A couple excerpts:
Using computer programs to analyze what the men said, the researchers found that those with psychopathic scores showed a lack of emotion, spoke in terms of cause-and-effect when describing their crimes, and focused their attention on basic needs, such as food, drink and money....
To examine the emotional content of the murderers' speech, Hancock and his colleagues looked at a number of factors, including how frequently they described their crimes using the past tense. The use of the past tense can be an indicator of psychological detachment, and the researchers found that the psychopaths used it more than the present tense when compared with the nonpsychopaths. They also found more dysfluencies — the "uhs" and "ums" that interrupt speech — among psychopaths. Nearly universal in speech, dysfluencies indicate that the speaker needs some time to think about what they are saying.
Focusing their attention on food, drink, and money, are themes this blog has mentioned in the past. One of the things that distinguishes a sociopath (which is essentially another word for a psychopath) is their utter lack of human(e) feeling. Therefore, after committing a murder, which is the last time a nonsociopath would be thinking about food, they are so relaxed and unperturbed they will immediately think about food or drink. And they will do anything to get money. We all like money, but for sociopaths, it often takes on an almost talismanic meaning. (As in, sociopaths are the root of all evil.)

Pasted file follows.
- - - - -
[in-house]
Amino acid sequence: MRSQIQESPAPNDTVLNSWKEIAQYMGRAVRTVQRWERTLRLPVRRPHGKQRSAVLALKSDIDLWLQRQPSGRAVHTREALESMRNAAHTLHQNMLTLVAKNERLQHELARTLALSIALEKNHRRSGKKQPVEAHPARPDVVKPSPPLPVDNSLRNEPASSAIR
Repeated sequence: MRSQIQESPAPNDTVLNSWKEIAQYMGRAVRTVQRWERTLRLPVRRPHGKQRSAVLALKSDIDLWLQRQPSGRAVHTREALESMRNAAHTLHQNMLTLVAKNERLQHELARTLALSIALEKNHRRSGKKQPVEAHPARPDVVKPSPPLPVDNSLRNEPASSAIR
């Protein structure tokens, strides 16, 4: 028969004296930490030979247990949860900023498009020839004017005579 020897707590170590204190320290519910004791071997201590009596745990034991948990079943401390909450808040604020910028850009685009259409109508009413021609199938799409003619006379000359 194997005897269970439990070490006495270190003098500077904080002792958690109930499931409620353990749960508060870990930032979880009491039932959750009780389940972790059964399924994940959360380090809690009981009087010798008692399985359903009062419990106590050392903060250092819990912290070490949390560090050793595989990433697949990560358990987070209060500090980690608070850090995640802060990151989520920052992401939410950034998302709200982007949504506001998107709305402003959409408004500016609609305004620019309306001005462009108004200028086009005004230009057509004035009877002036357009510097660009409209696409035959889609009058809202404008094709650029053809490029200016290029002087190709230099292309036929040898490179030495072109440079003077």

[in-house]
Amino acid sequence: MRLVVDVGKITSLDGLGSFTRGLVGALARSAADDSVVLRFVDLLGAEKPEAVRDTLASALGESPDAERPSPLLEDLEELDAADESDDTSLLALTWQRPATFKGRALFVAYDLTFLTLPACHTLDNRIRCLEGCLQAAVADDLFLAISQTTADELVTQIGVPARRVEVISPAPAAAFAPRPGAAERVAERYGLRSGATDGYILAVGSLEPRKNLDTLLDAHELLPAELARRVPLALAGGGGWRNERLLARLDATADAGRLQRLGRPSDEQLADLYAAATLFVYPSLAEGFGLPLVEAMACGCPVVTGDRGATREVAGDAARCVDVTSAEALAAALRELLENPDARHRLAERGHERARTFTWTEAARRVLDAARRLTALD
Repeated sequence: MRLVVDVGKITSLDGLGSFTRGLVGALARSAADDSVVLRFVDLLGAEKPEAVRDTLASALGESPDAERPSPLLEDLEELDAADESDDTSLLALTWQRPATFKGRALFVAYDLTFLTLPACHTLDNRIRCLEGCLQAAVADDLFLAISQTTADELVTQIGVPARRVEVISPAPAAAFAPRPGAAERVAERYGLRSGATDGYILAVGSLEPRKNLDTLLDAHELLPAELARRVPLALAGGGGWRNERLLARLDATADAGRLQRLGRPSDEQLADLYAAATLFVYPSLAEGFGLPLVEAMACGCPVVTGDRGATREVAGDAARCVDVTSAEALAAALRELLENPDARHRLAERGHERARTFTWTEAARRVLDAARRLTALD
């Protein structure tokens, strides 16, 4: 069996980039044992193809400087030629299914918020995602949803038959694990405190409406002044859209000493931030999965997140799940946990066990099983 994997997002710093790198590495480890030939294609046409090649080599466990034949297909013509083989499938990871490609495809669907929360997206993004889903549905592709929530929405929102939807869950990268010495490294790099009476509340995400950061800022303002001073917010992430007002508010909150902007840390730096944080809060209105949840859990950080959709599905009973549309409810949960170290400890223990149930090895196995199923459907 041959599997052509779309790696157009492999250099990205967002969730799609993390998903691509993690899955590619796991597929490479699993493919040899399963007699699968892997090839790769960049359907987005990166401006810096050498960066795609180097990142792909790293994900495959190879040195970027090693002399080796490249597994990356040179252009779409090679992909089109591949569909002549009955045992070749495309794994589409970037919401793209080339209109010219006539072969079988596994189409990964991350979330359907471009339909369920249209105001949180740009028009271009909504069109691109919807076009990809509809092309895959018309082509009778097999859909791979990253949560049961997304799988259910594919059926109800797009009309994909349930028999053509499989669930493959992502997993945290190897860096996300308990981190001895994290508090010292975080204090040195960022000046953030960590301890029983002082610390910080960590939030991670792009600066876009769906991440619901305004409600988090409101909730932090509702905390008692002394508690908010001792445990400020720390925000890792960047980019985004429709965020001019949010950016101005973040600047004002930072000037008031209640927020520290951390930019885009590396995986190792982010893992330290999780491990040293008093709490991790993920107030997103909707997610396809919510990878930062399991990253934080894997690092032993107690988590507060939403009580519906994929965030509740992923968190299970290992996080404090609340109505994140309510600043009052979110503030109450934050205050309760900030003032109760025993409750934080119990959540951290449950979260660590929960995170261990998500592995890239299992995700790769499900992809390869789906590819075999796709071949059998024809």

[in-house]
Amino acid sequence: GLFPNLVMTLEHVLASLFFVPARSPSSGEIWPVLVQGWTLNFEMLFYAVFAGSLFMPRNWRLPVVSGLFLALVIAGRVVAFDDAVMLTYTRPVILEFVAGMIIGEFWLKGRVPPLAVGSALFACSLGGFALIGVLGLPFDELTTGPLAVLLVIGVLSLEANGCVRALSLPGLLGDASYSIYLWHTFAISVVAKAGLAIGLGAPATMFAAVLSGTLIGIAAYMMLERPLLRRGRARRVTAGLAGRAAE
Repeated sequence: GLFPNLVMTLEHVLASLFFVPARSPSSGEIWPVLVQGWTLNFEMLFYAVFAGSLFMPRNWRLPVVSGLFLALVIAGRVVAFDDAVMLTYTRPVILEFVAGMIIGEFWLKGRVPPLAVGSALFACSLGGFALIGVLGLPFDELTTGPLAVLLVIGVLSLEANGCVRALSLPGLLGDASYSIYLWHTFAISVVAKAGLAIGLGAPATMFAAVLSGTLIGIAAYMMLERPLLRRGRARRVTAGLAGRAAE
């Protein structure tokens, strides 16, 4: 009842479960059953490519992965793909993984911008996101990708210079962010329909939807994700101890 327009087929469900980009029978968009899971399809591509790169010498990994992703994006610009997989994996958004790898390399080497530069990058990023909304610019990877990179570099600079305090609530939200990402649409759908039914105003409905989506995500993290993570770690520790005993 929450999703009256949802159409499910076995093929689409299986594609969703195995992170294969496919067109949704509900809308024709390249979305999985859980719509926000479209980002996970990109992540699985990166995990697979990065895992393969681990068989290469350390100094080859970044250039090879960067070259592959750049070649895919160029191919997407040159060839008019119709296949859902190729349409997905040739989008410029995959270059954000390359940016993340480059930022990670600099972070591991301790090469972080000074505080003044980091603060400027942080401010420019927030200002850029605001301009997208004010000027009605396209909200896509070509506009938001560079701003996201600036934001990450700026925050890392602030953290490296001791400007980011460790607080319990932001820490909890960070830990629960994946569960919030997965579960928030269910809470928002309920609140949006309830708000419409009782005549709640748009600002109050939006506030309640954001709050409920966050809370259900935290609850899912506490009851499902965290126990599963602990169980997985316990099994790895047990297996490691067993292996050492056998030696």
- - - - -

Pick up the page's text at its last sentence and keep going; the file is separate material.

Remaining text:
Use of the past tense is certainly interesting, and makes sense. ("That was the old me, now I've turned over a new leaf.") I had never noticed the more frequent uses of "ums" and "uhs" before, but that makes sense too. ("Uh, officer, the, uh, gun just flew into my hand and, um, just went off on its own.")
What I had thought the article might mention, but didn't, is a tendency I've noticed with at least two sociopaths I've known well: they like to overpronounce their words, like overly actor-ish news broadcasters. I've never been sure whether this is because they are so in love with the sound of their own voices, or because it is just their naturally uninhibited way of being emphatic -- or both.
That, um, concludes this, uh, post.